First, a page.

Our culture would probably improve if we were on better emotional terms with galaxies. Maybe if we admitted that galaxies were pretty, like snowflakes; that even though they’re bigger than us, older than us, and very far away, we have a deep commonality with them. There are millions of galaxies, and we live in one. There should be something brave and cheerful in knowing that.

How do you think your time in Europe has influenced your writing?

I suspect that the biggest change there is ahead of me. I arrived in Europe in my 50s, so I was already an older guy, pretty set in my ways. I was wandering among the Europeans, and interested in them and their doings, but I was never European, or aspiring to become like them.

Nowadays, though, I know some Europeans that I can understand. A few are writers, like me, but mostly they are European tech, design, and new-media people. They’re my cultural peer-group in Europe. I take people in the Euro tech-art scene with utter seriousness. I learn a lot from them.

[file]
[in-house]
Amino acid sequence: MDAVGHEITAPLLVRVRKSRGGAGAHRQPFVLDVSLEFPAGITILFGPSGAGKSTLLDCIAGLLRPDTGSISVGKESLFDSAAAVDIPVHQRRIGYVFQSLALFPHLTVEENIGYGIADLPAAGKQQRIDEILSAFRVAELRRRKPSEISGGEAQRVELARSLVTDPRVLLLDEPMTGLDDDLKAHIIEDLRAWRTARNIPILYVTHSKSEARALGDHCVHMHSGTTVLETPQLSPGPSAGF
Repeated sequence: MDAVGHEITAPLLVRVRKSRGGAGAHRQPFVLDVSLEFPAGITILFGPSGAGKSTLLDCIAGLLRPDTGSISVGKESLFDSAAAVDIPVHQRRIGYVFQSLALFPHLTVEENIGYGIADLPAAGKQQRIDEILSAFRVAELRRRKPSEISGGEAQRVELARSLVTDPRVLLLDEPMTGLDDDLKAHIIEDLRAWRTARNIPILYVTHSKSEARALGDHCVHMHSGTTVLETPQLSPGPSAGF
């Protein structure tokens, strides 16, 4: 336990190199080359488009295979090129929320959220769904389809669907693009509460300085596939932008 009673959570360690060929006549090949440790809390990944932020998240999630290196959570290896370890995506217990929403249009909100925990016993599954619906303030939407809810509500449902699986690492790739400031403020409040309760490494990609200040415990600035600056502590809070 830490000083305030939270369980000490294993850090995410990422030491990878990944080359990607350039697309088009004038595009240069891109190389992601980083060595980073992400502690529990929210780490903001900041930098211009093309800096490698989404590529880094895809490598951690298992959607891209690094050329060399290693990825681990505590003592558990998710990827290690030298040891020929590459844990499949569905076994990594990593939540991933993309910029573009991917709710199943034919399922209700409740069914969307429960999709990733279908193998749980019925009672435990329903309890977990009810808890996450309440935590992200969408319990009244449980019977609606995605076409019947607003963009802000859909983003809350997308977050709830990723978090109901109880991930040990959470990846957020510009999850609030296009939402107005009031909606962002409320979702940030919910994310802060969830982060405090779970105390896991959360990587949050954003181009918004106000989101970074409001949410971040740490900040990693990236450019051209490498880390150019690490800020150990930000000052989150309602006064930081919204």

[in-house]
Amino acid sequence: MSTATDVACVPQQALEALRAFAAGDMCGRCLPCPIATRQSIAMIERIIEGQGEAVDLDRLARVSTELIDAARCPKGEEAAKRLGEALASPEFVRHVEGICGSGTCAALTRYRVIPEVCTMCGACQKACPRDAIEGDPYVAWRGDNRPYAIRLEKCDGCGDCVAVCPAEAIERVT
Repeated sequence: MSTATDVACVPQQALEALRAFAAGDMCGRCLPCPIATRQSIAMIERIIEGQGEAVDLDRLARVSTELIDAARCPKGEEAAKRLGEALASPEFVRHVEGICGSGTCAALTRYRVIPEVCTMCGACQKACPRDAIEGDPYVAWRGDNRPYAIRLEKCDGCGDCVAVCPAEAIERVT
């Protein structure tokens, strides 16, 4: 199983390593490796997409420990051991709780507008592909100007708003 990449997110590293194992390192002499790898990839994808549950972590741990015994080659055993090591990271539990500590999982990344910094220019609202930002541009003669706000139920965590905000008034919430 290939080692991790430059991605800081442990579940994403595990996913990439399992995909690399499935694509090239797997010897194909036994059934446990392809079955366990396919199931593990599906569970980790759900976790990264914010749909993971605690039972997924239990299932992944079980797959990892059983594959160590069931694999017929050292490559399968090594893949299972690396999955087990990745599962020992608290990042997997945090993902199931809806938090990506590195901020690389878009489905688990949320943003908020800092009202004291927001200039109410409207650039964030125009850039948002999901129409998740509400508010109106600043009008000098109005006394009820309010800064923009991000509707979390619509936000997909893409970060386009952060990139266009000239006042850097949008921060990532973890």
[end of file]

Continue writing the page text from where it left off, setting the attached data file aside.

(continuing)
You’ve been doing a lot of work in Italy. What have you been up to in Turin?

A lot of Maker culture, Arduino electronics gear, and technology art. Also, Italian housing.

My friends and I built a local “house of the future,” an experimental domestic technology space, in a half-empty Turinese factory. “Casa Jasmina,” they call it. (

I’m the “Curator of Casa Jasmina.” I didn’t build that house with the crowbars and jackhammers and laser-cutters. Mostly my role there means that the library in Casa Jasmina is a rather special place. Casa Jasmina is an intellectual clubhouse for tech-culture activities that could probably only happen in Torino.